If proof were needed that a week can be a long time in politics, one would need to look no further than the events of the last seven days in the UK. Three matters during the course of the last week have vividly illustrated — individually, but more importantly collectively — an increasingly clear narrative… Continue reading The (constitutional) state we’re in: A week in British politics
Mark Elliott and Stephen Tierney summarise the House of Lords Constitution Committee's report on the EU (Withdrawal) Bill, and highlight some of the key constitutional implications raised by the Committee
The third edition of Public Law was published by Oxford University Press in May 2017. This is the third in a series of posts by the authors, Mark Elliott and Robert Thomas, taking the 2017 election and Brexit as reference points and updating readers on recent developments in the field. These posts are based on updates first published by Oxford University Press in the book's Online Resource Centre.
The "Black Spider Memos" case resulted in the publication of some rather pedestrian correspondence between Prince Charles and Government Ministers. But the Supreme Court's judgment raises some fascinating constitutional issues
Ouster clauses raise difficult questions about the relationship between the constitutional principles of the rule of law and the sovereignty of Parliament — as the disagreement between the two judges in this case demonstrates
The legitimate extent of judicial authority is a perennial and thorny question. In this lecture, I address the question from the perspective of public law — and, in particular, with reference to the role that judges play in relation to "constitution-making".
The Judicial Power Project has published a list of 50 “problematic” cases. It makes for interesting reading. The aim of the Judicial Power Project is to address the “problem” of “judicial overreach” which, it is said, “increasingly threatens the rule of law and effective, democratic government”. It is odd, therefore, to find on Judicial Power’s… Continue reading Judicial Power’s 50 “problematic” cases and the limits of the judicial role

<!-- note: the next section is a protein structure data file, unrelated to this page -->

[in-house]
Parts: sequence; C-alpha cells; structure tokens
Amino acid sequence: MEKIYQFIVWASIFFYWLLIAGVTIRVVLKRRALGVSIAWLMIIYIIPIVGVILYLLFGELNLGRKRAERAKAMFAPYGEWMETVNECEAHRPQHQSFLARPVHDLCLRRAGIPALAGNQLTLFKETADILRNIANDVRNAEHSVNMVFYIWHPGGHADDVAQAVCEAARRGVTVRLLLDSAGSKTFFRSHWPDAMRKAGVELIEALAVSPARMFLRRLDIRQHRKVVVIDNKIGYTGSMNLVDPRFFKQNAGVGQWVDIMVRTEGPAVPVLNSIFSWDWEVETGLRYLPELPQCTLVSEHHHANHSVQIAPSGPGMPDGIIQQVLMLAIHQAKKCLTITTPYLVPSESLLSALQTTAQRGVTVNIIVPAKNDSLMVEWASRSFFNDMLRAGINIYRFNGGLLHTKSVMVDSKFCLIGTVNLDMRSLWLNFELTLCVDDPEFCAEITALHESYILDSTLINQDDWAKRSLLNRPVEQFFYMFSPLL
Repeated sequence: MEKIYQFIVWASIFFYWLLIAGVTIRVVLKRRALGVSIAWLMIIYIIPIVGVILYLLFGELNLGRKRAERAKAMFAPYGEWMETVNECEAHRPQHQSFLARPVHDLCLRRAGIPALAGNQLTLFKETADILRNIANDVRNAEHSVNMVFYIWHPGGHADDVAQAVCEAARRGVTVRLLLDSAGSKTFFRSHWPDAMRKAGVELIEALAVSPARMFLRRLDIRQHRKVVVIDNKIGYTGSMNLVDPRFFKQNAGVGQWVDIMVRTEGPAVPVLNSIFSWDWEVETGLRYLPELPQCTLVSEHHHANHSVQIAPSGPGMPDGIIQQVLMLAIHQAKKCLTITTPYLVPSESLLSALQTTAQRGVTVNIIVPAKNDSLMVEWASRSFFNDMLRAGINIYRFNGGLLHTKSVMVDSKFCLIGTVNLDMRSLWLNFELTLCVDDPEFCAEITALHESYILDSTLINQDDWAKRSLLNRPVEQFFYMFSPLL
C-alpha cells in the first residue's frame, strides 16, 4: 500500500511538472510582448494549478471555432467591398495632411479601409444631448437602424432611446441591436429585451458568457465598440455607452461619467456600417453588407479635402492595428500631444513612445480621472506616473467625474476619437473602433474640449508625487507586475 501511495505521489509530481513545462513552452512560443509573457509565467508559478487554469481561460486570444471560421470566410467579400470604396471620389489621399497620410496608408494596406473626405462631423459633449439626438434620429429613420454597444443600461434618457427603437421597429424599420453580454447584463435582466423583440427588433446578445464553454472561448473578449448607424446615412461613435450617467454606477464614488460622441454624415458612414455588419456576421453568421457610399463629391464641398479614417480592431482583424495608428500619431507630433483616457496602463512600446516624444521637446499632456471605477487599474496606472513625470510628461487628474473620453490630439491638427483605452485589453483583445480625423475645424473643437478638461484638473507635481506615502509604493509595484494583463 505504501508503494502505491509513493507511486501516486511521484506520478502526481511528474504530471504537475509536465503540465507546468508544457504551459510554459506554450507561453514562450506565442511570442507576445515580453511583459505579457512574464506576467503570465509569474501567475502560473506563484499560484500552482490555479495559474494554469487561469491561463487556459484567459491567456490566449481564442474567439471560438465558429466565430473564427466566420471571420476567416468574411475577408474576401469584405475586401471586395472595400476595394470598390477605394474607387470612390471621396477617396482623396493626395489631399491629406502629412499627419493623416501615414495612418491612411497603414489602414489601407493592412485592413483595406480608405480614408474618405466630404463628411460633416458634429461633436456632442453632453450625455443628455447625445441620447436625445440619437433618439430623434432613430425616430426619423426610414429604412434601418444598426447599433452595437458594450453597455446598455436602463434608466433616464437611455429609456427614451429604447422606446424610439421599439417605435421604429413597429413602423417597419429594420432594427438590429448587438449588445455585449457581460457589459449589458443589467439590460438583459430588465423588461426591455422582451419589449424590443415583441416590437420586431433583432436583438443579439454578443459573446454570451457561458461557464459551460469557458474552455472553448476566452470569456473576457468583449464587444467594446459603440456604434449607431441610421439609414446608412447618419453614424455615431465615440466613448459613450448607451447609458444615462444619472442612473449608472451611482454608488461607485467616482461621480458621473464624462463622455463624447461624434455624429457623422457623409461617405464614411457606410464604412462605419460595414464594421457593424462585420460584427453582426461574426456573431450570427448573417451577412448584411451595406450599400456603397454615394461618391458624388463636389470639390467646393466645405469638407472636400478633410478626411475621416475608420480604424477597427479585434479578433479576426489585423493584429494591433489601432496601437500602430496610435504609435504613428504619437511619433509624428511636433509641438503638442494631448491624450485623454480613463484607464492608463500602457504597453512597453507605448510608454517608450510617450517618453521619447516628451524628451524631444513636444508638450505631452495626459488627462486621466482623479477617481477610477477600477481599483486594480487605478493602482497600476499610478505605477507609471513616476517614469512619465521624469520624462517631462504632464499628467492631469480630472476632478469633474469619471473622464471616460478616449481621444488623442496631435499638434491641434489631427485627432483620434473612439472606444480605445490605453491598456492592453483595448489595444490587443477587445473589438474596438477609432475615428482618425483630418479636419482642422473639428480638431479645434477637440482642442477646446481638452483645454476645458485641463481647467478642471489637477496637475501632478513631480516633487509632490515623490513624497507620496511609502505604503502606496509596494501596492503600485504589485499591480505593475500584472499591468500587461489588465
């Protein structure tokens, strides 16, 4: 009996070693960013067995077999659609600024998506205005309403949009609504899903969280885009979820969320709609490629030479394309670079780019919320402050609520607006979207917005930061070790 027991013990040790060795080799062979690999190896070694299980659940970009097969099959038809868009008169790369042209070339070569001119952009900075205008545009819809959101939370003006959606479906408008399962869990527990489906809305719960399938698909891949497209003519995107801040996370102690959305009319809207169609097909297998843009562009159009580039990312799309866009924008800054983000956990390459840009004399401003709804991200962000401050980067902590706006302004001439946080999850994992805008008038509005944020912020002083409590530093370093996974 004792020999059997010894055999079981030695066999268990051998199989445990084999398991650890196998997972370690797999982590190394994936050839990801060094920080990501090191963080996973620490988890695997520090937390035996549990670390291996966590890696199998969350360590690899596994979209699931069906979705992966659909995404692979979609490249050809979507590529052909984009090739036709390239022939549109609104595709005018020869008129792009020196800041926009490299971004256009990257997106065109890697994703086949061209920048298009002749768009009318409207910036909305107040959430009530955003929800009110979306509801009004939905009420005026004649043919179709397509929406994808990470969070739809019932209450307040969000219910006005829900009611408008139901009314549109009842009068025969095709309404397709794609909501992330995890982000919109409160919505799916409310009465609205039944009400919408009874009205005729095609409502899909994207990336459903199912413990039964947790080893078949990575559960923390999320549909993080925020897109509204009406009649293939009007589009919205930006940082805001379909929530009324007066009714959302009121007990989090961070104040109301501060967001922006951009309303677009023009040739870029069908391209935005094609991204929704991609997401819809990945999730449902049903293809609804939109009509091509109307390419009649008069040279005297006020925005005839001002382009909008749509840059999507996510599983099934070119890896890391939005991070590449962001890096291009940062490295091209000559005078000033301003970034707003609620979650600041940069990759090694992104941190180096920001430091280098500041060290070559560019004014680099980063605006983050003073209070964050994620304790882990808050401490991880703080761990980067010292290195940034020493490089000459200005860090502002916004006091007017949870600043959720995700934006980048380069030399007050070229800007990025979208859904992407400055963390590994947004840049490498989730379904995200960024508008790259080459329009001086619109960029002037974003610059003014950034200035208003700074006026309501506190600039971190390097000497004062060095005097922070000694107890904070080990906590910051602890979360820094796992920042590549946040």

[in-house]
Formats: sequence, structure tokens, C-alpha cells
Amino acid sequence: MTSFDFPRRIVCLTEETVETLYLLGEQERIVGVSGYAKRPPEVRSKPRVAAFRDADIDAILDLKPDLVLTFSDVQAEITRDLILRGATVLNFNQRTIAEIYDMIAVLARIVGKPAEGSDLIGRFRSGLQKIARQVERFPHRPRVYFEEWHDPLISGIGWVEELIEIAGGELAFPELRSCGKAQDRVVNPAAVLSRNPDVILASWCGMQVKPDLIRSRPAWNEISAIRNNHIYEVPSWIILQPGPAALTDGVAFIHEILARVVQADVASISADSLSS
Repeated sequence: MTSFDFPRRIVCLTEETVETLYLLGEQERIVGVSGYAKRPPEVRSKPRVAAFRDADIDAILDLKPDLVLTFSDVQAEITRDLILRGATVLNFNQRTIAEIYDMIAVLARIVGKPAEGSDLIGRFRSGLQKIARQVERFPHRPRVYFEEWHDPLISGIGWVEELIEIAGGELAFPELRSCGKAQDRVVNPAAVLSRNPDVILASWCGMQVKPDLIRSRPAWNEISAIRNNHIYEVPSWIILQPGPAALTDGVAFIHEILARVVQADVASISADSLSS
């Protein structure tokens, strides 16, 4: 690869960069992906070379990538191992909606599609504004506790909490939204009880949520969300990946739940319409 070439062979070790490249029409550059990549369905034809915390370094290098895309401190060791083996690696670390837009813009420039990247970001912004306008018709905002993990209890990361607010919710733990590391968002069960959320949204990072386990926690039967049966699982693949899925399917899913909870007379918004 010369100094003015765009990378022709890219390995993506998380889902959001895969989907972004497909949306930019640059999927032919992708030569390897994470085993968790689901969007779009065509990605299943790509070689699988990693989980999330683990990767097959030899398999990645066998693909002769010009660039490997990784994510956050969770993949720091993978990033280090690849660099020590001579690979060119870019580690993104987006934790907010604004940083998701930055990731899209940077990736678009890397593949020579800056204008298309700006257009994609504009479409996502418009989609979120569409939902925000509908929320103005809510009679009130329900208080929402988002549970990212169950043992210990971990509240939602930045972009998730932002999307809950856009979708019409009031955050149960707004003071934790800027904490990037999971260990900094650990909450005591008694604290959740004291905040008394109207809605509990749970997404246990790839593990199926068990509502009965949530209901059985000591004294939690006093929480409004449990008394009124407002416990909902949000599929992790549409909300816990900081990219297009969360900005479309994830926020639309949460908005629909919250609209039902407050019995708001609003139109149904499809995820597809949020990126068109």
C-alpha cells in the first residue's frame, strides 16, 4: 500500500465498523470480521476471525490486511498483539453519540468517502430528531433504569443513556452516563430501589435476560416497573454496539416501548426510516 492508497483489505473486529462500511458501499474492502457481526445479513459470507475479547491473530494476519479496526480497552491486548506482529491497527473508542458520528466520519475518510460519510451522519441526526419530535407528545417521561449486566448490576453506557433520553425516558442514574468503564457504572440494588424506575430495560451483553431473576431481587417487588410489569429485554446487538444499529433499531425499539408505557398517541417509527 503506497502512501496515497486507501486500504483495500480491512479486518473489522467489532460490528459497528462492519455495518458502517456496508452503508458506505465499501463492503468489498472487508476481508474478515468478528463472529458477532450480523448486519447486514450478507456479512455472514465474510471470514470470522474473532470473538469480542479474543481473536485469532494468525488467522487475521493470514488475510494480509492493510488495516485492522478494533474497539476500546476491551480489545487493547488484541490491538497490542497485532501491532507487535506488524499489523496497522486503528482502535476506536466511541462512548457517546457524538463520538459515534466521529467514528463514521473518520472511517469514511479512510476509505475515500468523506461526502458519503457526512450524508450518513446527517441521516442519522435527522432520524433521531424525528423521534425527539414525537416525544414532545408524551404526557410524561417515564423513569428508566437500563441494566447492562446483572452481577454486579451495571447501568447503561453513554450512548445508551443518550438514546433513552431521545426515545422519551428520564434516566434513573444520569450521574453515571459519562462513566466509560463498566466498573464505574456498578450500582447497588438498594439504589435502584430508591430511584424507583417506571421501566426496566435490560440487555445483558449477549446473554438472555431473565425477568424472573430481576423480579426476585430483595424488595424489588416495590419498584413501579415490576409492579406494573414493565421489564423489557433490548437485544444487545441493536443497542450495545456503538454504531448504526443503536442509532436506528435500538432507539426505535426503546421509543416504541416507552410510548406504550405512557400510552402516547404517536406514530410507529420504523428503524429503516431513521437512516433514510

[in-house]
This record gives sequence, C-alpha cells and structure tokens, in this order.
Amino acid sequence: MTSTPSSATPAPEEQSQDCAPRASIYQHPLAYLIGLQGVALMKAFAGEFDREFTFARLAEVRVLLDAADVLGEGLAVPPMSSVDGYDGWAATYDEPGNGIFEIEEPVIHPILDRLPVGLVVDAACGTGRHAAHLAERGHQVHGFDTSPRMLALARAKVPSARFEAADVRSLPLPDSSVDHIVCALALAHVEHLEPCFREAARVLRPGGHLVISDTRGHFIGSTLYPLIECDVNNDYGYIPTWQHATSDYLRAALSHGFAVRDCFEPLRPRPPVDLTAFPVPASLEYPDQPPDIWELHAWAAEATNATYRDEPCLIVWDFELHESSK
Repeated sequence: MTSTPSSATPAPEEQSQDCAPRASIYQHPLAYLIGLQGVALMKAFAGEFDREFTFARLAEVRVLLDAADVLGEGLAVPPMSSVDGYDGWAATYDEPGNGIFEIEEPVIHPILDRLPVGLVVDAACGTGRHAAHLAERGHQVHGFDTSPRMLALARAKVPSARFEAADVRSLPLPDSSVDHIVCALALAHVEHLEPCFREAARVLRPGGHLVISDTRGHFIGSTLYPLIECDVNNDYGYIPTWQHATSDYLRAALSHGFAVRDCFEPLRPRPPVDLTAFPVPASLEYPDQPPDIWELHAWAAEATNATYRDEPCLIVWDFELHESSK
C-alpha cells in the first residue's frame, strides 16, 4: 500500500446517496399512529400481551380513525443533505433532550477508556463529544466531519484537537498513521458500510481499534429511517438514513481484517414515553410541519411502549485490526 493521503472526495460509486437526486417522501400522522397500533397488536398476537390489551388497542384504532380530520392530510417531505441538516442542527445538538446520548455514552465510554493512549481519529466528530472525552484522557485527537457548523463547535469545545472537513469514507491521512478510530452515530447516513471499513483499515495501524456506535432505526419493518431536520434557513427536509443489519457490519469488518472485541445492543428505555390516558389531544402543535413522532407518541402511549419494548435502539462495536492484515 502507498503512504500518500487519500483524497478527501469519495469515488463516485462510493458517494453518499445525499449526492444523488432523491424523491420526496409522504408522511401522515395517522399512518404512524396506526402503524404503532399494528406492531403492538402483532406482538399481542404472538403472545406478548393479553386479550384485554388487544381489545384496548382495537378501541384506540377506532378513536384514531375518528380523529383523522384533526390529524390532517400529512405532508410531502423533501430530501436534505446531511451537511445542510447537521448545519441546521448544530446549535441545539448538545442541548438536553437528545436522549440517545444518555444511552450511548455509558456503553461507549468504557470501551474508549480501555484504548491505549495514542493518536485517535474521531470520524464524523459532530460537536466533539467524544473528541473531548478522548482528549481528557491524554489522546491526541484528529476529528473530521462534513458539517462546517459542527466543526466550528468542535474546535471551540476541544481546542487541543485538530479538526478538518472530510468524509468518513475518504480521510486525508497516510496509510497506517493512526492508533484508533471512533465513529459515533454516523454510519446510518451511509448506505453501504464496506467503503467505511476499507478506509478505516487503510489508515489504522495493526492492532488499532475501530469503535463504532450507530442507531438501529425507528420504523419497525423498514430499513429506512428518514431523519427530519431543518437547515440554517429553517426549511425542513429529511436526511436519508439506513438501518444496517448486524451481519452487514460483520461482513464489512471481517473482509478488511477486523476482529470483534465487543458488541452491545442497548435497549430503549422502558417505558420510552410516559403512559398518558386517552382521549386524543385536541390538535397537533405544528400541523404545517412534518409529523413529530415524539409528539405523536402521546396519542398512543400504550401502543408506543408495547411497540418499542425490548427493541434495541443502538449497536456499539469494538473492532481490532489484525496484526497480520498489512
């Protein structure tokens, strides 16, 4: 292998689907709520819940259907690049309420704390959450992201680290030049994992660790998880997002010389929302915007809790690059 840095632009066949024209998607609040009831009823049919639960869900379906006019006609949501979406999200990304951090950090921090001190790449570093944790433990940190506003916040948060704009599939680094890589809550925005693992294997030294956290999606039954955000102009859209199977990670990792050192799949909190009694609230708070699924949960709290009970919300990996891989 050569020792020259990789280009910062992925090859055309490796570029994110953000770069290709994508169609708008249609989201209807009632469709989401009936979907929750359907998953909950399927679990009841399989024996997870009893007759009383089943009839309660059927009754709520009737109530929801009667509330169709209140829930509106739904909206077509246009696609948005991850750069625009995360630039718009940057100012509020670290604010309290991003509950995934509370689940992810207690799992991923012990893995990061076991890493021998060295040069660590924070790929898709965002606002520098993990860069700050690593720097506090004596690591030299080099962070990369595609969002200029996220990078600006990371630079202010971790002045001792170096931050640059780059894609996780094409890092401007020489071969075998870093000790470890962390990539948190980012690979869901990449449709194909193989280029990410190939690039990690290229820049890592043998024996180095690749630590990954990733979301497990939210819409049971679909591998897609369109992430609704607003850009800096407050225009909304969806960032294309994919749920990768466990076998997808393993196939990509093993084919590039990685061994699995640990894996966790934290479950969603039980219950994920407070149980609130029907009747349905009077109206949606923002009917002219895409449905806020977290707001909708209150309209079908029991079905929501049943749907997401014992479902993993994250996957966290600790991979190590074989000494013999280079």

The rule of law is an axiomatic part of the British constitution. But in order to understand the rule of law properly, it is necessary to consider the specific principles for which it stands — and, just as importantly, what can (and cannot) be done in order to uphold those principles.
The legal saga concerning the “black-spider memos” that Prince Charles is in the habit of sending to Ministers, inflicting upon them his often-eccentric views, is a long one. It has its origins in freedom-of-information requests issued to several Government departments by a Guardian journalist. Disclosure was sought of “advocacy correspondence” — that is, letters setting… Continue reading Of Black Spiders and Constitutional Bedrock: The Supreme Court’s Judgment in Evans
Over the last couple of weeks, I have been teaching new Constitutional Law students in Cambridge about the fundamental, architectural aspects of the UK constitution, including the rule of law, the separation of powers and the sovereignty of Parliament. The House of Lords’ rejection earlier this week of parts of a Government Bill that aimed… Continue reading What a (for now failed) attempt to curb judicial review tells us about the UK’s constitution